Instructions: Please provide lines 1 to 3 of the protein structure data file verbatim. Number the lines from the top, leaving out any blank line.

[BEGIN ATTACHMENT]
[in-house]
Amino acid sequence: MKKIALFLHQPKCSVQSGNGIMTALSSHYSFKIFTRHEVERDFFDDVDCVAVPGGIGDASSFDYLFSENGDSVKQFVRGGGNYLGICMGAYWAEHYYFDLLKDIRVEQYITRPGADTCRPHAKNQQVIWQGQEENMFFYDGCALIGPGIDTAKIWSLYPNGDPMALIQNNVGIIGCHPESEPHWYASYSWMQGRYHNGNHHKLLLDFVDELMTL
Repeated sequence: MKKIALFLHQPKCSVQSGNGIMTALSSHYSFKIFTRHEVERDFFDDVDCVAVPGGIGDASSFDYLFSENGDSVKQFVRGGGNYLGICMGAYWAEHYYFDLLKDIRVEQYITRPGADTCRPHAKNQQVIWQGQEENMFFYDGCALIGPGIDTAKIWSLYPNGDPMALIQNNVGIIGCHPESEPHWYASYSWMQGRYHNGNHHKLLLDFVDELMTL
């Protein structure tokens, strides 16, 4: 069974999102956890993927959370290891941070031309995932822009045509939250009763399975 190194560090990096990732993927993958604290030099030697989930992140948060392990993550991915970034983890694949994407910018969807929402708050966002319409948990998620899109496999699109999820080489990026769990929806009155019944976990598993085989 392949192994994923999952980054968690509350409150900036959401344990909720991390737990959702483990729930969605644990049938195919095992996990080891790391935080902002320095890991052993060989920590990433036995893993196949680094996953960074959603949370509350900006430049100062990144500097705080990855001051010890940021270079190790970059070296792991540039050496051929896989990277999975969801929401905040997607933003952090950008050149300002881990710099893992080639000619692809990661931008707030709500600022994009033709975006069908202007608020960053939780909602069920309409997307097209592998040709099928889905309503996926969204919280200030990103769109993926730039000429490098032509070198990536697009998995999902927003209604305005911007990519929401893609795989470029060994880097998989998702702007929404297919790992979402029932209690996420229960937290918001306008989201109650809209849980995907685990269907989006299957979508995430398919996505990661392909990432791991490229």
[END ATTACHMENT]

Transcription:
[in-house]
Amino acid sequence: MKKIALFLHQPKCSVQSGNGIMTALSSHYSFKIFTRHEVERDFFDDVDCVAVPGGIGDASSFDYLFSENGDSVKQFVRGGGNYLGICMGAYWAEHYYFDLLKDIRVEQYITRPGADTCRPHAKNQQVIWQGQEENMFFYDGCALIGPGIDTAKIWSLYPNGDPMALIQNNVGIIGCHPESEPHWYASYSWMQGRYHNGNHHKLLLDFVDELMTL
Repeated sequence: MKKIALFLHQPKCSVQSGNGIMTALSSHYSFKIFTRHEVERDFFDDVDCVAVPGGIGDASSFDYLFSENGDSVKQFVRGGGNYLGICMGAYWAEHYYFDLLKDIRVEQYITRPGADTCRPHAKNQQVIWQGQEENMFFYDGCALIGPGIDTAKIWSLYPNGDPMALIQNNVGIIGCHPESEPHWYASYSWMQGRYHNGNHHKLLLDFVDELMTL